The Devil Incarnate of Final Year: What to do once we graduate…

The title says it all. I thought I’d have a go at writing about the language student experience of getting a job once we graduate only equipped with a printed sheet of paper that represents our whole education in a fancy font and about 100 words. I hope this somewhat helps anyone who finds themselves in a similar position, or have this to think about in the next coming few years.

Due to going on a Year Abroad, I have quite a few friends who have graduated in the past year. Some have jobs because their degree sets them up for specific roles such as Nursing or Architecture whereas others have jobs to earn some cash, have something they can call their own or to use it as a stepping stone for whatever they decide next.

I feel like I have Mount Everest to climb. (Warning: I think I’m going to end up overusing the sheer height and enormity of this mountain in the next year.) On top of getting back in to the swing of life, we’re suddenly being asked “So what’s next for you?”, “What do you want to do as a job?” etc. My unrealistic answer is: “I want to win the lottery, move to China then travel the world as I please.”

My more down-to-earth answer: I’d love to move to China to either do a master course in International Business or Relations, or possibly do a graduate scheme out there to get me started. That seems simple right?

Sadly, it’s not. Even though at the end of the degree, I could just book a flight to China and start again with the hope of finding something, I am not that spontaneous. And anyone who is amazes me beyond belief. They always have been and continue to be my inspiration. So what to do?

In the realistic cold-hearted world, we’ve got to somehow juggle keeping our heads above water with university work, applications for jobs and making sure we actually talk to other human beings face to face rather than possibly via a quick whatsapp. And I feel like I only know how to doggy paddle right now. I just sent a whatsapp message to my mother saying exactly this: I know it’s silly but I feel like I’m on a dodgy rollercoaster clinging for dear life when in fact, if I’d just open my eyes, I’d realise I’m on a horse on a Merry-Go Round.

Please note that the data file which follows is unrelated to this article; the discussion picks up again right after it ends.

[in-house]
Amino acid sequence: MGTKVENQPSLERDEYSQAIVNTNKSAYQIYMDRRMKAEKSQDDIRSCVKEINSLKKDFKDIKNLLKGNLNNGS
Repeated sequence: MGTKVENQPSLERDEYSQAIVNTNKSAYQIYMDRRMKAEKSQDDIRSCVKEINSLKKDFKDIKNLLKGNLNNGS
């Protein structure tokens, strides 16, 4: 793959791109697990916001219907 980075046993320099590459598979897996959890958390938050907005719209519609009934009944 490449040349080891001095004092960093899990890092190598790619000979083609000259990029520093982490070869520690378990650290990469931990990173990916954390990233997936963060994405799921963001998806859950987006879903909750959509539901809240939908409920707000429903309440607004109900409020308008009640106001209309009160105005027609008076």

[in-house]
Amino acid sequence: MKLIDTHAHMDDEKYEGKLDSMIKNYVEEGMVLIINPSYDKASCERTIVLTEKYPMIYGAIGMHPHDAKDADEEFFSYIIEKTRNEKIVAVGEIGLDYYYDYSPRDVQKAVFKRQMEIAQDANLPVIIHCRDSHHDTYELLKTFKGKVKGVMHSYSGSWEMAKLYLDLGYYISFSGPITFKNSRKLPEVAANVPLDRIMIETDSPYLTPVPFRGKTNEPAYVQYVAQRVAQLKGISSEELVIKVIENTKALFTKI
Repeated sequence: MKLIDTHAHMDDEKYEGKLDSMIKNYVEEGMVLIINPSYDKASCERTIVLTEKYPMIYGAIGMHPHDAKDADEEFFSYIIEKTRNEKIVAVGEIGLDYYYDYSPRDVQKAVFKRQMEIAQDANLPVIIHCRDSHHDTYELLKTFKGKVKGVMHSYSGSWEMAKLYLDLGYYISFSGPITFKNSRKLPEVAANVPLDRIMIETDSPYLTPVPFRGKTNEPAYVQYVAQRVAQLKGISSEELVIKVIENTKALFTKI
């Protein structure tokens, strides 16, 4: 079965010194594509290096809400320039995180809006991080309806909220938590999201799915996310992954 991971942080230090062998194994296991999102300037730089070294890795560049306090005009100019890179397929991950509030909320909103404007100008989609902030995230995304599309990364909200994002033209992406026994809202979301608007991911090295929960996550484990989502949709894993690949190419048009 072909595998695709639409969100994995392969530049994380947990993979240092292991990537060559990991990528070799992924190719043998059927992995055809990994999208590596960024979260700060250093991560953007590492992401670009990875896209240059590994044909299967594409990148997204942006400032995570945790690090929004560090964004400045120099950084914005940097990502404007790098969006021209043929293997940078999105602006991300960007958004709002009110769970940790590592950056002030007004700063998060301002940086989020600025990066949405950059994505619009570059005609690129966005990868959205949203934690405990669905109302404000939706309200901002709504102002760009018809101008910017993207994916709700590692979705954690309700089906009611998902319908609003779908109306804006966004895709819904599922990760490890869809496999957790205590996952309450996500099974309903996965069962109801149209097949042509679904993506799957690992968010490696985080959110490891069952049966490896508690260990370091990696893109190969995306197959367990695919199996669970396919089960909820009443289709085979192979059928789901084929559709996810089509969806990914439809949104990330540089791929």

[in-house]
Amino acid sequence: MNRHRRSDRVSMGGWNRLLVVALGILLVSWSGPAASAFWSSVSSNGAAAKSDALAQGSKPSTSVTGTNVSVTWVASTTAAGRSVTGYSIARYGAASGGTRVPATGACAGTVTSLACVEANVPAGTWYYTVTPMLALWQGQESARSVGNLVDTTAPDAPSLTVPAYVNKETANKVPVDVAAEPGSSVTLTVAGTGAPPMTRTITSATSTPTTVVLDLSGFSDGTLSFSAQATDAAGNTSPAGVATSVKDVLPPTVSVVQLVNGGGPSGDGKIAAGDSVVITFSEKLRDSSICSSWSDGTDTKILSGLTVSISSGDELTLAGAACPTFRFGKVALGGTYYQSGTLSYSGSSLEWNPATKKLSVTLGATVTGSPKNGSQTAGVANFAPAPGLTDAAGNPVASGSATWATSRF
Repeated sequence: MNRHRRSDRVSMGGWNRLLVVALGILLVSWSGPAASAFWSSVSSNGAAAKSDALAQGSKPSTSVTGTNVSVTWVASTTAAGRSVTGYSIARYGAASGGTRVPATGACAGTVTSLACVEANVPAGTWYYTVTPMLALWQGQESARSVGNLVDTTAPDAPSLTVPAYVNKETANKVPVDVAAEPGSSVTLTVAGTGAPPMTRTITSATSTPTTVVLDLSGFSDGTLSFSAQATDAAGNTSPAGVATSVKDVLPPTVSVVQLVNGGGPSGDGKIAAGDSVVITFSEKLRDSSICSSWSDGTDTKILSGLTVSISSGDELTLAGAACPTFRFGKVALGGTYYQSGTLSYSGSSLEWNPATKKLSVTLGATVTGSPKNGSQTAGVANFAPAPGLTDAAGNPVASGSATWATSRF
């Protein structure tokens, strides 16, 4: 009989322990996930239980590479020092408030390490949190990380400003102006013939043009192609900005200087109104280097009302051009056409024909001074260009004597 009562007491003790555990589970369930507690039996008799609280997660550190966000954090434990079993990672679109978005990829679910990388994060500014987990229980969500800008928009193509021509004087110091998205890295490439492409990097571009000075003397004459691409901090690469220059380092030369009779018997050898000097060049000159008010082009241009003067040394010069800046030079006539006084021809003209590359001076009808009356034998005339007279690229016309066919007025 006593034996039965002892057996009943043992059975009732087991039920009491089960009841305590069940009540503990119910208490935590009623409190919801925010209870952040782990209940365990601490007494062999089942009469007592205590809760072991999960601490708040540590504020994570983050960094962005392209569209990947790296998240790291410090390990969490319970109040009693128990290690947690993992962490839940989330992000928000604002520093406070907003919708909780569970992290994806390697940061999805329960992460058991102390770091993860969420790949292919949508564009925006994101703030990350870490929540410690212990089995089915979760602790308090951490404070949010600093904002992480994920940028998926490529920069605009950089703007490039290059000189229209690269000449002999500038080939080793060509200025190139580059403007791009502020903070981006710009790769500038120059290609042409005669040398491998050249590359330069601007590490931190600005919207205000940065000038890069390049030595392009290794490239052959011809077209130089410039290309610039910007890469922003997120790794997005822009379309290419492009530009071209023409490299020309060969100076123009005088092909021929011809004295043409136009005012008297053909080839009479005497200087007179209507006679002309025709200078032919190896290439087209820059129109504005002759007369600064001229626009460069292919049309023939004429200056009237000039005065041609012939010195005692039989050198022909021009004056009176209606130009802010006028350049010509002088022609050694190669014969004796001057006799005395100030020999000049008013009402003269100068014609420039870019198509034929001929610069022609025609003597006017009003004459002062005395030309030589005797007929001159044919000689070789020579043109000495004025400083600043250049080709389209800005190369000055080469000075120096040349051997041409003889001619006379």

And I’ve just read this back and said out loud to myself: Seriously Georgie? This is completely the time where you just need to take you own flipping advice!

We never learn… do we?

A fellow course-mate is another example of the pressure all final year students go through having recently posted a facebook status: “Just applied for my first ‘proper job’. If only that could be it and my future was now sorted..”

Anyway, I’ve been searching on Google for various tips and helpful advice on what the heck to do when applying for the Graduate schemes. I found that sites like that Guardian, Milkround, TARGETJobs, etc.

Milkround is the one of the best sites around that provides a hassle free way to apply for graduate programs (or internships) if you know the job roles you want to apply for. The website includes information about the companies – including the Times Top 100 – which gives us an idea of the requirements of the job and help us choose the industries we want to go into. But if you’re a language student… without knowing what you want to do… how will this inspire us?